NEW YORK -- Derek Jeter will forever be remembered as a Yankee, and now it's official: No. 2 will always belong to The Captain.
A star-studded group of invitees assembled in the center of the Yankee Stadium infield on Sunday afternoon to cheer on the longtime Yankees captain as he took his rightful place in Monument Park, honored with the retirement of his iconic uniform number.
"I got a chance to play for a first-class organization and in front of the greatest fans in the history of sports," Jeter said. "When you play here in New York for 20 years, I learned that time flies, memories fade, but family is forever. And I'll be eternally grateful to be part of the Yankees family."
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With large No. 2's painted along both baselines, Jeter opened his remarks by thanking George Steinbrenner and his family for allowing him to spend his entire career with the only organization he ever wanted to play for, as well as the managers, coaches and support staff who helped him on that journey.
Joined in Monument Park by grandmother Dorothy Connors, parents Charles and Dorothy, wife Hannah, sister Sharlee and nephew Jalen, Jeter officially took No. 2 out of circulation by removing a black sheet that covered the last of the team's single-digit uniform numbers.
The 22nd Yankee to have his number retired, Jeter said that he specifically requested Mother's Day so he could pay tribute to his loved ones.
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"I have a very special relationship, not only with my mother, but my entire family," Jeter said. "I chose Mother's Day and then the first thing my dad said was, 'What are we doing on Father's Day?' My mom especially has been very supportive, ever since I was younger, and not just playing baseball."
Those on hand to applaud the five-time World Series champion's career included former teammates David Cone, Tino Martinez, Hideki Matsui, Paul O'Neill, Andy Pettitte, Jorge Posada, Mariano Rivera, Bernie Williams and Gerald Williams, plus longtime manager Joe Torre.
"It's very fitting, for a guy that did everything for this organization, a guy that really was the leader of our group," Posada said. "It's the end of an era. He's probably the last guy. He's it. He's the last one."
"It's something precious," Rivera added. "You don't see this too often. It doesn't happen to any player. It has to happen to a special player, and he's one of those players."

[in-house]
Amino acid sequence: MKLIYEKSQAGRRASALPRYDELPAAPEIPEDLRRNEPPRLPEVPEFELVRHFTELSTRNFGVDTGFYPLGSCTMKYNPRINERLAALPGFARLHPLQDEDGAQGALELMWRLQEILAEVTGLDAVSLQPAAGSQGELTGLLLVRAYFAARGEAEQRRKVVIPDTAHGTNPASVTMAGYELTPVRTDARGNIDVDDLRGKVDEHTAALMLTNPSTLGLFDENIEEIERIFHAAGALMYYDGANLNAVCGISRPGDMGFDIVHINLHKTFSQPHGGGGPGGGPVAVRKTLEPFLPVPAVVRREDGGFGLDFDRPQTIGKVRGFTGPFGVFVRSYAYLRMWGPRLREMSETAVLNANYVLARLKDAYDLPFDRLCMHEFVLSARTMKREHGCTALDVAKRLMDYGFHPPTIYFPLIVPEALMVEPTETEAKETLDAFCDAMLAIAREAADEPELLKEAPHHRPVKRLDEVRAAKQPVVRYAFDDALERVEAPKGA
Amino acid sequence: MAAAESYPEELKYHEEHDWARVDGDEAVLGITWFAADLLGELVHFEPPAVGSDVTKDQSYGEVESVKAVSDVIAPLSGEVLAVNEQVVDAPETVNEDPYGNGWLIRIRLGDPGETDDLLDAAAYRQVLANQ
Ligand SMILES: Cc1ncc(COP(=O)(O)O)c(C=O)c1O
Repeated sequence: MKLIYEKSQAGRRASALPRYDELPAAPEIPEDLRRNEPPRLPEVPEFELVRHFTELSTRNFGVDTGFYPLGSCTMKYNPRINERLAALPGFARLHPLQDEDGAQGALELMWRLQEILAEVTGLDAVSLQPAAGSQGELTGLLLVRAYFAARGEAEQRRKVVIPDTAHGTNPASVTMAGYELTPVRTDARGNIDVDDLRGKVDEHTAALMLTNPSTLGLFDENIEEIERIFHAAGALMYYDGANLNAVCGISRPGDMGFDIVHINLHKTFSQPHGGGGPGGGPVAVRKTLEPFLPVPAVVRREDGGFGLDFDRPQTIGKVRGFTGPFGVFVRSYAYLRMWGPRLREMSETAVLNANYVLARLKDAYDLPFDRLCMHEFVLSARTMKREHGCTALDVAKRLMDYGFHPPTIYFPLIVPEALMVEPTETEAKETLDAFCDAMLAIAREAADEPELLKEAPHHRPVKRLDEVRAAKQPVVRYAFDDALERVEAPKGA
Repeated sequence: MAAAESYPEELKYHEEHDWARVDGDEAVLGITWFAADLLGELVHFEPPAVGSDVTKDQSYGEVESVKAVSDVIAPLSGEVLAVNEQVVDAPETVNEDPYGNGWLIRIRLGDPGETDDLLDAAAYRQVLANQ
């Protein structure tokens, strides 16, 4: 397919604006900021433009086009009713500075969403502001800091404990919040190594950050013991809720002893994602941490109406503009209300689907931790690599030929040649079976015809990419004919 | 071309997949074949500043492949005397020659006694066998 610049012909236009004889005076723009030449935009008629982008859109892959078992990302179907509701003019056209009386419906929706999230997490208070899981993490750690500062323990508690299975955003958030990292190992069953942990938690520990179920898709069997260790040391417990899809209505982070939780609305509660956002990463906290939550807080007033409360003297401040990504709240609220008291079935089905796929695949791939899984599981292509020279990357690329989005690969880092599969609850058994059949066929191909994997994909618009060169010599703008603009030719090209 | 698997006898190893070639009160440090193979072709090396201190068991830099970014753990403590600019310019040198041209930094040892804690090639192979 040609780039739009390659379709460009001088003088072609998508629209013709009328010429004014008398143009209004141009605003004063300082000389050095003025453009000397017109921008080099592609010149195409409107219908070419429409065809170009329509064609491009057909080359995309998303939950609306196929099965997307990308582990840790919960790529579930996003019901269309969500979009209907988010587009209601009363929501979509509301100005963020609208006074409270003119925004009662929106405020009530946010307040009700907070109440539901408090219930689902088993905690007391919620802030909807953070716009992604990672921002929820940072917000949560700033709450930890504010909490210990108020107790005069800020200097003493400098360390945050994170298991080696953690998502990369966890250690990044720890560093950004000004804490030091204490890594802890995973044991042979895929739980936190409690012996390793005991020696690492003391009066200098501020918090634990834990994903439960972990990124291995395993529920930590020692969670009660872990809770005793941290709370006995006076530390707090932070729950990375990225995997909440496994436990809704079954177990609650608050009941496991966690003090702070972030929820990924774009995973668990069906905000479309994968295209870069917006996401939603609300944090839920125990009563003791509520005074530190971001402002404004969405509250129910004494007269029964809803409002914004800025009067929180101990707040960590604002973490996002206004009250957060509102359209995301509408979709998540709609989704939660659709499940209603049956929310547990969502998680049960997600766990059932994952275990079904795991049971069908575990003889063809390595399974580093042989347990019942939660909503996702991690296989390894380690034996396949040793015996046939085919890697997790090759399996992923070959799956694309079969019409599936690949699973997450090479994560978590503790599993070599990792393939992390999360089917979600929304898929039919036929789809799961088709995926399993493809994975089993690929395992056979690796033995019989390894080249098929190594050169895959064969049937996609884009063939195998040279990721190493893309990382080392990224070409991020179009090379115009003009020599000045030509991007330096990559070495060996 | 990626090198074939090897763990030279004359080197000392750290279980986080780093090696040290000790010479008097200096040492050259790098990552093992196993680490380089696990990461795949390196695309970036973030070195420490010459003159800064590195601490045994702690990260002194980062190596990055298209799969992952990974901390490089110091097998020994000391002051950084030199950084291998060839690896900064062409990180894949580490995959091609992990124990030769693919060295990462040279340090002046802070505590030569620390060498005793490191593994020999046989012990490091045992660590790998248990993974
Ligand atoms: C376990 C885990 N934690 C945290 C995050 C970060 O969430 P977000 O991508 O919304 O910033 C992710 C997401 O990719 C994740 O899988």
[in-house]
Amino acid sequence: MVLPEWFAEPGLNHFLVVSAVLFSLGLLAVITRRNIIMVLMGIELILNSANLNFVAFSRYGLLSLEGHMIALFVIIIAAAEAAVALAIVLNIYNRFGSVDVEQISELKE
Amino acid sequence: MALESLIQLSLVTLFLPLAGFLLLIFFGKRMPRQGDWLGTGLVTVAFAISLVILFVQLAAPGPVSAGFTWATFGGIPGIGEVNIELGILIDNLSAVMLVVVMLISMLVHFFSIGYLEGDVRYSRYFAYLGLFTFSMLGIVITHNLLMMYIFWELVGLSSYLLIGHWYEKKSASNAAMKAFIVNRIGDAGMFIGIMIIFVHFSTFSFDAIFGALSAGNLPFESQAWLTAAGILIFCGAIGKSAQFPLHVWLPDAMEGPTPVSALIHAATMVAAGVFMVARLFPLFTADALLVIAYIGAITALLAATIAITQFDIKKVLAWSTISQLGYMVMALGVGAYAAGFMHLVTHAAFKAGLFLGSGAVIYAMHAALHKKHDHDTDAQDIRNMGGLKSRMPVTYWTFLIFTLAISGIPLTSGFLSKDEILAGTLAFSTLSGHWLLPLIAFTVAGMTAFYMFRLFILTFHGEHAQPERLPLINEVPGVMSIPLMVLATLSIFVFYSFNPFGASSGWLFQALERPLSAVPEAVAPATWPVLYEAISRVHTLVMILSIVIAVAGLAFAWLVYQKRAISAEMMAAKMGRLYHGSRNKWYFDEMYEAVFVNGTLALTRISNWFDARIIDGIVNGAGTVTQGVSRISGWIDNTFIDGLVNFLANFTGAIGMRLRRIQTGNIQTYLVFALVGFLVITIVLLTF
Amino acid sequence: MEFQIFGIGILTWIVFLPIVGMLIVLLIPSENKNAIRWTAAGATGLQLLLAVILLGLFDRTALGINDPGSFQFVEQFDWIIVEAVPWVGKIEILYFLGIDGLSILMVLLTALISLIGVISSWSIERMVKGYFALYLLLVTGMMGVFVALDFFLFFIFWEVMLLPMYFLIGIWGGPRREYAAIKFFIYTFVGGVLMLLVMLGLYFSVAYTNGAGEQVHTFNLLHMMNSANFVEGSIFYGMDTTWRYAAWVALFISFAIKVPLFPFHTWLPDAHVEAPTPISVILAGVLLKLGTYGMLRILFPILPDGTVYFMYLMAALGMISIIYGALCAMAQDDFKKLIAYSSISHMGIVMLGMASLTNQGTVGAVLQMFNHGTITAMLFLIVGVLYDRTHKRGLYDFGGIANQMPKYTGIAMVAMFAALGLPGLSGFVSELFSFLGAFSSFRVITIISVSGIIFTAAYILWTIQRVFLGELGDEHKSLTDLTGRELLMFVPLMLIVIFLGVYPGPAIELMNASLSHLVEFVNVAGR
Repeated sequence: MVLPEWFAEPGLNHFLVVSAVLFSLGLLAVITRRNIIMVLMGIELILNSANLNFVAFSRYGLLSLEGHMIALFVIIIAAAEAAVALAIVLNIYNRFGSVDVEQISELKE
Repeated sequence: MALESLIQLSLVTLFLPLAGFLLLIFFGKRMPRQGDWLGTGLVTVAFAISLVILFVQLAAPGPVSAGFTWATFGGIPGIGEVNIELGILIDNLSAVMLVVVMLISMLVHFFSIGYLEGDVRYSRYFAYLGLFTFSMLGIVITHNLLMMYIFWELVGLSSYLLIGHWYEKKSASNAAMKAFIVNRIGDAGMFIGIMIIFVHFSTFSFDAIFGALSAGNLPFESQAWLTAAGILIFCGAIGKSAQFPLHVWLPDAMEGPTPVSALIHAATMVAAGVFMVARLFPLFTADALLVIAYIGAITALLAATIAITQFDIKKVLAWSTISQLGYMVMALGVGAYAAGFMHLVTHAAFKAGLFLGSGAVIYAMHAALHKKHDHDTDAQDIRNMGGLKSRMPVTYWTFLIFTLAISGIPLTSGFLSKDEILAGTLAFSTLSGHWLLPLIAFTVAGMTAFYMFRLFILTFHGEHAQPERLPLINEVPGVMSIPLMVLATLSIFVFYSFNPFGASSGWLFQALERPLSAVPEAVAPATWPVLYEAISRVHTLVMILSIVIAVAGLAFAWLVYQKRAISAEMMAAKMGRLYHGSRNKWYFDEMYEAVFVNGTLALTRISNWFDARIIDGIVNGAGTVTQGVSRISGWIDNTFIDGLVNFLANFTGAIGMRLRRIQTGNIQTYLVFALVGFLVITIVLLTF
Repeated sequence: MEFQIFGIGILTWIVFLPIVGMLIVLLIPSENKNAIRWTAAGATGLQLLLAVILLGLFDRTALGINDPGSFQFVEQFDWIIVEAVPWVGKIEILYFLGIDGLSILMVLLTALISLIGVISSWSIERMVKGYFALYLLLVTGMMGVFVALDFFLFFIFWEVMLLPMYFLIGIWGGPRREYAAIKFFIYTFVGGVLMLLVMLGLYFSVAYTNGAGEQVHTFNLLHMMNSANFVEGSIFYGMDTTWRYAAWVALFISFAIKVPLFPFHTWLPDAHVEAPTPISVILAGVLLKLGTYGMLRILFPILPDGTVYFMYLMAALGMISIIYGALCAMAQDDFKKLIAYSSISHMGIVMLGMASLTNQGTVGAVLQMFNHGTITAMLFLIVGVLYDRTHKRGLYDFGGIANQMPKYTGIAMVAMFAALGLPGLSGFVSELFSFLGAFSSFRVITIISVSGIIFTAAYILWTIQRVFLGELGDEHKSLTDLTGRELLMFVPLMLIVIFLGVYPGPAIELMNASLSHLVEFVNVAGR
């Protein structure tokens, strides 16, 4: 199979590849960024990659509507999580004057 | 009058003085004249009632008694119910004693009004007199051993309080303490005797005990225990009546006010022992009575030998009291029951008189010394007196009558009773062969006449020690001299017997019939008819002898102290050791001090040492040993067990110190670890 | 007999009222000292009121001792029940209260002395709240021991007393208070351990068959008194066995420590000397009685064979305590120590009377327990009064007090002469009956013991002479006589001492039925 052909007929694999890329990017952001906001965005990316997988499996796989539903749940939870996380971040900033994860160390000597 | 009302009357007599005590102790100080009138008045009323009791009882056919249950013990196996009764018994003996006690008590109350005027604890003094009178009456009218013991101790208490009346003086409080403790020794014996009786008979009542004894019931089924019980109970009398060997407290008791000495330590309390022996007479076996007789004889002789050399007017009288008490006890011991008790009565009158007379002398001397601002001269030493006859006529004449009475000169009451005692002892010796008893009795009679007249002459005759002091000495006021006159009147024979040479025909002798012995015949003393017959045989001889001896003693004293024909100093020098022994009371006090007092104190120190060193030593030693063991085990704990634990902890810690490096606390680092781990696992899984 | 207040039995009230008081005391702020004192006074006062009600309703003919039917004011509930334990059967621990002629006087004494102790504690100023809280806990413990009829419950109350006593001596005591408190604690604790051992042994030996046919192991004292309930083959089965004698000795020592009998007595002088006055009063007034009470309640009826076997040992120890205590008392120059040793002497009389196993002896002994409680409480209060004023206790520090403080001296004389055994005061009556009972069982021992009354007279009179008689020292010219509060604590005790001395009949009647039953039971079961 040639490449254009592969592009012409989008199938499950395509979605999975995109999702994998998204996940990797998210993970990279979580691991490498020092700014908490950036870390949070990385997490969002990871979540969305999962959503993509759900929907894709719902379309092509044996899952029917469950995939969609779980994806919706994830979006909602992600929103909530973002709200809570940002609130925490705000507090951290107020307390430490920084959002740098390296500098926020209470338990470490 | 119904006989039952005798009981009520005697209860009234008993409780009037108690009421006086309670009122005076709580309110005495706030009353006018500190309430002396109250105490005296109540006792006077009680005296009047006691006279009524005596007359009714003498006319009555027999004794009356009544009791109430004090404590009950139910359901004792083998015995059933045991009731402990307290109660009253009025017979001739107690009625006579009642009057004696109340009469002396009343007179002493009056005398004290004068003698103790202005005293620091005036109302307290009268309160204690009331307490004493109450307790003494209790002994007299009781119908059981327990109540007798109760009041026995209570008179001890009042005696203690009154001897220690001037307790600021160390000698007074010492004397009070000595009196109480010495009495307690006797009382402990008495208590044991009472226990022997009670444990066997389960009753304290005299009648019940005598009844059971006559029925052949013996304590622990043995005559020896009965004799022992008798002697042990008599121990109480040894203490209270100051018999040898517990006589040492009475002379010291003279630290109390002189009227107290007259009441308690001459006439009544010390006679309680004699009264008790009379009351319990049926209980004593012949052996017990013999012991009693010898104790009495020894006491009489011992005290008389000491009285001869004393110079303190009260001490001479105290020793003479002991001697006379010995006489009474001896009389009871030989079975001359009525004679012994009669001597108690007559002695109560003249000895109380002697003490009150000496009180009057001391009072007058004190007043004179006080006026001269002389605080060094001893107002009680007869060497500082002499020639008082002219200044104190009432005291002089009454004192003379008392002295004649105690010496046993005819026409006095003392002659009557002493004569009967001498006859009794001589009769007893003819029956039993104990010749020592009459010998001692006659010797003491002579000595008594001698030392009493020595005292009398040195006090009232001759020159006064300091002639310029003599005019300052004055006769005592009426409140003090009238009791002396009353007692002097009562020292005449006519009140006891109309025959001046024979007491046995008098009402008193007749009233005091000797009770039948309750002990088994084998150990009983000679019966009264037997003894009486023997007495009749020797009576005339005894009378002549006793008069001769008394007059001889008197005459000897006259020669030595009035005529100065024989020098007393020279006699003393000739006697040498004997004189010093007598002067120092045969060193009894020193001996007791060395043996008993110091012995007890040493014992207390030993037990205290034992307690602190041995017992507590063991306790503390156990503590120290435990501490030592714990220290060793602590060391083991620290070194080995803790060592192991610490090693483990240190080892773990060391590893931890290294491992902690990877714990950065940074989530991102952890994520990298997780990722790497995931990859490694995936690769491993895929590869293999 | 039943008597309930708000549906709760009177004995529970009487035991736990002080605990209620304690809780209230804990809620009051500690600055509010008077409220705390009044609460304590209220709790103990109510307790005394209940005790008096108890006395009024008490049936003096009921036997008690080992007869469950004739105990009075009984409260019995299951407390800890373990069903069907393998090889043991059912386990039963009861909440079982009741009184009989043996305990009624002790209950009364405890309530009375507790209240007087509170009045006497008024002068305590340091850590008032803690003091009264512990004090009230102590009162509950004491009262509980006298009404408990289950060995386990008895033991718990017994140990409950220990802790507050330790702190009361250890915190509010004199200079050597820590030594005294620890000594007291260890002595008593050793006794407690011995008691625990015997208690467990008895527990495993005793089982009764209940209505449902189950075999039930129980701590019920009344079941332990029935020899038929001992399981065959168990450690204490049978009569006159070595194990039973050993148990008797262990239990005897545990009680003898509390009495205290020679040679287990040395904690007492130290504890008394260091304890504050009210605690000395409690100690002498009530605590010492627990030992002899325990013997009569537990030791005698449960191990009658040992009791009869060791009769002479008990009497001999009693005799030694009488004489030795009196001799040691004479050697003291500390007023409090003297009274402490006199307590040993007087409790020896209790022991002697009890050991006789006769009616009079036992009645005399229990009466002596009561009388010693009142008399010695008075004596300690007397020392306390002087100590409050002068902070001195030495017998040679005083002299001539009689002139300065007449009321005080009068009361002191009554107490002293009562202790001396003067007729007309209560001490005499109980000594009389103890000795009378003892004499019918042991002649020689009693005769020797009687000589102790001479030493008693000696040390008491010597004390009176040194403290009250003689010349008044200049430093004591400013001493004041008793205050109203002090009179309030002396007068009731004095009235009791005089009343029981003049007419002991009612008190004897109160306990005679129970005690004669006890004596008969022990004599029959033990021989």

Also in attendance were Hall of Famer Reggie Jackson, former Yankees player and coach Willie Randolph, Yankees VP of player development Gary Denbo (Jeter's first pro manager at Class A Greensboro), Dick Groch, the area scout who signed Jeter, former head athletic trainer Gene Monahan and Jean "Soot" Zimmer, the wife of former Yankees coach Don Zimmer.
"Derek being out there, we all knew it was coming, let's be real about that," Martinez said. "It was just a matter of when. He's up there as one of the greatest Yankees of all-time, probably the greatest Yankee of our generation."
As the ceremony began, the packed house broke into chants of "De-rek Je-ter!" chants while several video tributes played on the scoreboard. The iconic moments rolled by: Mr. November, 'The Flip,' emerging bloodied from the stands, homering to join the 3,000 hit club, the walk-off in his final home game.
"There is one thing that stands out to me on the field for Derek Jeter," Pettitte said. "If you ever needed a big hit, especially in the playoffs, Derek was the absolute best at handling those at-bats, like I've never seen anyone handle them before. For me, he's the greatest clutch hitter that I've ever seen."
Jeter and his family were driven to the field in golf carts, accompanied by Frank Sinatra's "My Way," and the Yankees played a congratulatory video message from Marlins manager and former Yankee captain Don Mattingly. Jeter laughed as he unveiled his plaque, then said he was pleased by the likeness.
"When Bernie had his, he had a big mole," Jeter said. "When Jorge had his, he had the big ears. Andy had the big nose. So I was happy with mine."
The Steinbrenner family gifted Jeter framed replicas of his plaque and number, plus a one-of-a-kind career milestone diamond ring. Astros outfielder Carlos Beltran presented Jeter with a Monument Park blazer, an idea the former Yankee bounced off of club brass last season.
"I thought it was great. The fans were obviously really into it," Yankees outfielder Brett Gardner said. "Obviously it was a special moment for Derek and his family. It was very well deserved, and I'm happy that I was able to witness it."
A 14-time American League All-Star, Jeter is sixth all-time with 3,465 career hits and tops the Yankees' all-time list in hits, games played (2,747), doubles (544), stolen bases (358), at-bats (11,195), singles (2,595) and hit-by-pitches (170).
"People get a kick out of asking me, 'Who was the best player you every managed?'" Torre said. "And, Derek, it's an easy choice for me. And the interesting part about it -- I managed for 30 years and I can bet you probably every single one of those other players I managed never resented that because of the kind of player he was."
Born in New Jersey and raised in Kalamazoo, Mich., Jeter played his franchise-record 20th and final season in 2014. He said that he arrived at his old workplace with no preconceived notions about how the day would go, and left feeling that it had gone better than he could have imagined.
"This is one of those special days that you'll never forget," Jeter said. "When you have this dream of playing baseball and playing for the Yankees, having your number retired is never part of it. This is all icing on the cake for me."